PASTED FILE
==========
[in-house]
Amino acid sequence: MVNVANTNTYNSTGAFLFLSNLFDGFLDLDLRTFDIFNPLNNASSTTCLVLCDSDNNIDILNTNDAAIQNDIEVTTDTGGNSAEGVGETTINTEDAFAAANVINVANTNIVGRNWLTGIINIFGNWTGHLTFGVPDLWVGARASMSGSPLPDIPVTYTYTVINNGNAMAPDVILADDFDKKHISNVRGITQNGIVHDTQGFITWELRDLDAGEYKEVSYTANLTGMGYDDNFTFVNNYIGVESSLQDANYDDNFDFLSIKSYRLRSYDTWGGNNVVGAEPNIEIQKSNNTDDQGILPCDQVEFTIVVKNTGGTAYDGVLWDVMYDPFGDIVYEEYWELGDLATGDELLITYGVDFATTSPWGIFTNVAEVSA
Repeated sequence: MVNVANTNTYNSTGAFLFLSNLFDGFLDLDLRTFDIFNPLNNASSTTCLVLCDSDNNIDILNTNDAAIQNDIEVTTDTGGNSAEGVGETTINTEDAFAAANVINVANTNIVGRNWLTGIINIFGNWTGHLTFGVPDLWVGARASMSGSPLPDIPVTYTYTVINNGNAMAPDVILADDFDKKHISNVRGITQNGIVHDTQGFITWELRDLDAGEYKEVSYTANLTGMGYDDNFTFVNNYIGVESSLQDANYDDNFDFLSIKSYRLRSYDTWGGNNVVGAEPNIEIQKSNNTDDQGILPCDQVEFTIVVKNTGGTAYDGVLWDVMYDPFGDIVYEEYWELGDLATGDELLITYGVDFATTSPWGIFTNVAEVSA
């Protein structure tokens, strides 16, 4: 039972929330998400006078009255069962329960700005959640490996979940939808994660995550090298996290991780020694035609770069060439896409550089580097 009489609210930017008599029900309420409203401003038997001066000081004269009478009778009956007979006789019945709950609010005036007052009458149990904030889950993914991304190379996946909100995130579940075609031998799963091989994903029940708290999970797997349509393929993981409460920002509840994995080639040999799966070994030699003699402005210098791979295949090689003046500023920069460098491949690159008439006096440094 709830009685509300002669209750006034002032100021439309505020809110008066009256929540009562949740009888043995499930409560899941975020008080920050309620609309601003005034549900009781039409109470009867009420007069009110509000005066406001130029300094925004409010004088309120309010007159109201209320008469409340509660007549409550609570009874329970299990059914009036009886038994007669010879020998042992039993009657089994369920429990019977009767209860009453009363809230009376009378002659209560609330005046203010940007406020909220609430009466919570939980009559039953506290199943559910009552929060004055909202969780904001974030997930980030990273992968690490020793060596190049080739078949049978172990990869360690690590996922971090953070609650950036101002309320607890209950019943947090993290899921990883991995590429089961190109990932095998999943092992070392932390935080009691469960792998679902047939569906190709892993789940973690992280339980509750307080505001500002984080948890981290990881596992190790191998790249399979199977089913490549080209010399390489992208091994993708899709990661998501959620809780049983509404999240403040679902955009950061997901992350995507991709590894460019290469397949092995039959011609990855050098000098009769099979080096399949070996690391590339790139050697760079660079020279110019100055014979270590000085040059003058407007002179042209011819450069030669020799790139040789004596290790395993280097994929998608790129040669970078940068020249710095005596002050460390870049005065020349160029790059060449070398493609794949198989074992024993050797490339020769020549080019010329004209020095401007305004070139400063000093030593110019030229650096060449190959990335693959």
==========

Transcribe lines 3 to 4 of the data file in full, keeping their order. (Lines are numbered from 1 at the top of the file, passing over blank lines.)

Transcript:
Repeated sequence: MVNVANTNTYNSTGAFLFLSNLFDGFLDLDLRTFDIFNPLNNASSTTCLVLCDSDNNIDILNTNDAAIQNDIEVTTDTGGNSAEGVGETTINTEDAFAAANVINVANTNIVGRNWLTGIINIFGNWTGHLTFGVPDLWVGARASMSGSPLPDIPVTYTYTVINNGNAMAPDVILADDFDKKHISNVRGITQNGIVHDTQGFITWELRDLDAGEYKEVSYTANLTGMGYDDNFTFVNNYIGVESSLQDANYDDNFDFLSIKSYRLRSYDTWGGNNVVGAEPNIEIQKSNNTDDQGILPCDQVEFTIVVKNTGGTAYDGVLWDVMYDPFGDIVYEEYWELGDLATGDELLITYGVDFATTSPWGIFTNVAEVSA
């Protein structure tokens, strides 16, 4: 039972929330998400006078009255069962329960700005959640490996979940939808994660995550090298996290991780020694035609770069060439896409550089580097 009489609210930017008599029900309420409203401003038997001066000081004269009478009778009956007979006789019945709950609010005036007052009458149990904030889950993914991304190379996946909100995130579940075609031998799963091989994903029940708290999970797997349509393929993981409460920002509840994995080639040999799966070994030699003699402005210098791979295949090689003046500023920069460098491949690159008439006096440094 709830009685509300002669209750006034002032100021439309505020809110008066009256929540009562949740009888043995499930409560899941975020008080920050309620609309601003005034549900009781039409109470009867009420007069009110509000005066406001130029300094925004409010004088309120309010007159109201209320008469409340509660007549409550609570009874329970299990059914009036009886038994007669010879020998042992039993009657089994369920429990019977009767209860009453009363809230009376009378002659209560609330005046203010940007406020909220609430009466919570939980009559039953506290199943559910009552929060004055909202969780904001974030997930980030990273992968690490020793060596190049080739078949049978172990990869360690690590996922971090953070609650950036101002309320607890209950019943947090993290899921990883991995590429089961190109990932095998999943092992070392932390935080009691469960792998679902047939569906190709892993789940973690992280339980509750307080505001500002984080948890981290990881596992190790191998790249399979199977089913490549080209010399390489992208091994993708899709990661998501959620809780049983509404999240403040679902955009950061997901992350995507991709590894460019290469397949092995039959011609990855050098000098009769099979080096399949070996690391590339790139050697760079660079020279110019100055014979270590000085040059003058407007002179042209011819450069030669020799790139040789004596290790395993280097994929998608790129040669970078940068020249710095005596002050460390870049005065020349160029790059060449070398493609794949198989074992024993050797490339020769020549080019010329004209020095401007305004070139400063000093030593110019030229650096060449190959990335693959």